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Curr Med Res Opin. 1988;11(1):48-55.

A double-blind comparison of two lormetazepam doses in elderly insomniacs.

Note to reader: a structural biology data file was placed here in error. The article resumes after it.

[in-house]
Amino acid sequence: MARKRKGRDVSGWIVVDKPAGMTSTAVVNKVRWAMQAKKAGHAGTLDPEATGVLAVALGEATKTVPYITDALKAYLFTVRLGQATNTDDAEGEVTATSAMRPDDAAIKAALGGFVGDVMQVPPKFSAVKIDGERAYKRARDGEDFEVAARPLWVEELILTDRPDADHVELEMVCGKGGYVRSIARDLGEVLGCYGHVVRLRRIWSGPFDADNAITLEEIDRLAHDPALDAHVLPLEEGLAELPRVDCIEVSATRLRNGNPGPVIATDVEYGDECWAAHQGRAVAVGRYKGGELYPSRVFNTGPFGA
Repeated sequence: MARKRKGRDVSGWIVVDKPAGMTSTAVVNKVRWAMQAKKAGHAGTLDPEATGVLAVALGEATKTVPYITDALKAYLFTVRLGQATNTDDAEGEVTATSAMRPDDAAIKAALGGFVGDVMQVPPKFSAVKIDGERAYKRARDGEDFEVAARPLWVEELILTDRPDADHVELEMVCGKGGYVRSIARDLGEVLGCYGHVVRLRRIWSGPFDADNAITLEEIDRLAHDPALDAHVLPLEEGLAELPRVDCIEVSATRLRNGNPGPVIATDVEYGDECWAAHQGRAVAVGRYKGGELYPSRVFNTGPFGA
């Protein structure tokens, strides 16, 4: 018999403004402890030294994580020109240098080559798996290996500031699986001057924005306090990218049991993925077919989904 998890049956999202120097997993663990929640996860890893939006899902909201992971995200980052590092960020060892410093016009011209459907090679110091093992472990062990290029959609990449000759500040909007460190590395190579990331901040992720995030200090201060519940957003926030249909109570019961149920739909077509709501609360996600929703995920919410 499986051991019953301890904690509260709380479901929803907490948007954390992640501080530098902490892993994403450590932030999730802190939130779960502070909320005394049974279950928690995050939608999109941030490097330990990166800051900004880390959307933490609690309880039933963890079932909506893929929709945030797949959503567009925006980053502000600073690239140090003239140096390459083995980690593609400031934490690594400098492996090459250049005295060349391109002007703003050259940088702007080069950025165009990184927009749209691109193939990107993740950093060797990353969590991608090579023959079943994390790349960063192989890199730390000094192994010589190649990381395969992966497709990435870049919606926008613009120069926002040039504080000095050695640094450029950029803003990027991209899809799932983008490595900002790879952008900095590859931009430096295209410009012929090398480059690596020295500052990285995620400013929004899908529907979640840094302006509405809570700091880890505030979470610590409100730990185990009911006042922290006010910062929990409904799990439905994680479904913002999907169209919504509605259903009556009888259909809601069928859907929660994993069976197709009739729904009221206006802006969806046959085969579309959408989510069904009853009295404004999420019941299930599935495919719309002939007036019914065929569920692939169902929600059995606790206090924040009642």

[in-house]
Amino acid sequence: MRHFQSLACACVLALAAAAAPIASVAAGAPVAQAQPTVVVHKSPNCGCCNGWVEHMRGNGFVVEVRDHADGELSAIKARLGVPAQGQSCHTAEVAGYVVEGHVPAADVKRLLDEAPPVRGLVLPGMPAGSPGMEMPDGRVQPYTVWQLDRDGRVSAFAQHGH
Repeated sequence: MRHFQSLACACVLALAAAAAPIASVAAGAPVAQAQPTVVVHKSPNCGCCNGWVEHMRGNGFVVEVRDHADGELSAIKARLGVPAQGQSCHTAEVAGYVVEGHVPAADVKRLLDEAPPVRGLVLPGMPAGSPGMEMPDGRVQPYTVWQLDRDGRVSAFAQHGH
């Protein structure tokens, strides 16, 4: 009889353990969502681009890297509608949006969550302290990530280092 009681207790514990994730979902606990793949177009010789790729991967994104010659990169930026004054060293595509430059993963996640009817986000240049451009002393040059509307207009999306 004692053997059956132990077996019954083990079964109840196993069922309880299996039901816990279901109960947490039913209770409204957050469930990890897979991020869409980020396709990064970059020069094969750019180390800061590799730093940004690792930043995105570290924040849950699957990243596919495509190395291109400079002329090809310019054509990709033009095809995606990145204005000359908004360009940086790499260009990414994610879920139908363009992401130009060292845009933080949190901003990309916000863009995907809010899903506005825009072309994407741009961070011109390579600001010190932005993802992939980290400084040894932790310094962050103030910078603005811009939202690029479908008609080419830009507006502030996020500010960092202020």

The relative efficacy and tolerability of two lormetazepam doses, 0.5 mg and 1.0 mg, were compared in 145 elderly insomniacs in a double-blind, multi-centre study. On entry, data were recorded on the patient characteristics and sleep pattern, and patients were allocated at random to receive treatment with either 0.5 mg or 1.0 lormetazepam per night for 7 nights. Details were recorded daily in a diary by patients on sleep latency, the number of night-time awakenings, time of morning awakening, and whether they awoke refreshed. A record was also kept of any adverse effects of treatment. At the end of the study period, an overall assessment was made by the physician of the patients' response to treatment. The results showed that patients in both dose groups improved significantly (p = 0.001) in the three principal efficacy measures, but there were no apparent trends in the time when patients awakened in the morning. The only evidence of a difference in response to the two doses was that significantly (p less than 0.01) more patients on the larger dose were given a global rating of 'much improved' by the physician. Five patients withdrew from the study; 2 because of lack of efficacy, 2 because of side-effects, and 1 because of a suspected myocardial infarction not related to therapy. Only 6% of patients (4 on each dosage) reported adverse effects, most frequently related to carry-over sedation, i.e. drowsiness, sleepiness, muzzy head. (ABSTRACT TRUNCATED AT 250 WORDS).

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